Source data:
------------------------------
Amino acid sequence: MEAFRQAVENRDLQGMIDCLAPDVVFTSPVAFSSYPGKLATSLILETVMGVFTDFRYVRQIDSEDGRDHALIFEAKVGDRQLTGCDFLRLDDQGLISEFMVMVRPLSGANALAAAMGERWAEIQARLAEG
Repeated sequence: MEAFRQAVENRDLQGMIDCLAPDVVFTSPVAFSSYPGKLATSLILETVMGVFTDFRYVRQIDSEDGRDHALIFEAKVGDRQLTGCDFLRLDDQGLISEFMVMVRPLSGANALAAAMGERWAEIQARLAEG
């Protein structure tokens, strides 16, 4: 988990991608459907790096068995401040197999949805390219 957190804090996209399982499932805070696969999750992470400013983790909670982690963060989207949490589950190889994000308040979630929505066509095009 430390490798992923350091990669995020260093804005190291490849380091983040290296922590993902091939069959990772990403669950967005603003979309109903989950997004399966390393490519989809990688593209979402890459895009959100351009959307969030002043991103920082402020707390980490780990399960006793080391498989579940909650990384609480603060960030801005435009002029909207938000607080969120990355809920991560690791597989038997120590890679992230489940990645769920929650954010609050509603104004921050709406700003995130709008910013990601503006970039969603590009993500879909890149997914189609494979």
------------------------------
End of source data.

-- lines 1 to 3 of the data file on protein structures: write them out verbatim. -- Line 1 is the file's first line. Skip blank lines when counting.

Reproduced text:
Amino acid sequence: MEAFRQAVENRDLQGMIDCLAPDVVFTSPVAFSSYPGKLATSLILETVMGVFTDFRYVRQIDSEDGRDHALIFEAKVGDRQLTGCDFLRLDDQGLISEFMVMVRPLSGANALAAAMGERWAEIQARLAEG
Repeated sequence: MEAFRQAVENRDLQGMIDCLAPDVVFTSPVAFSSYPGKLATSLILETVMGVFTDFRYVRQIDSEDGRDHALIFEAKVGDRQLTGCDFLRLDDQGLISEFMVMVRPLSGANALAAAMGERWAEIQARLAEG
């Protein structure tokens, strides 16, 4: 988990991608459907790096068995401040197999949805390219 957190804090996209399982499932805070696969999750992470400013983790909670982690963060989207949490589950190889994000308040979630929505066509095009 430390490798992923350091990669995020260093804005190291490849380091983040290296922590993902091939069959990772990403669950967005603003979309109903989950997004399966390393490519989809990688593209979402890459895009959100351009959307969030002043991103920082402020707390980490780990399960006793080391498989579940909650990384609480603060960030801005435009002029909207938000607080969120990355809920991560690791597989038997120590890679992230489940990645769920929650954010609050509603104004921050709406700003995130709008910013990601503006970039969603590009993500879909890149997914189609494979």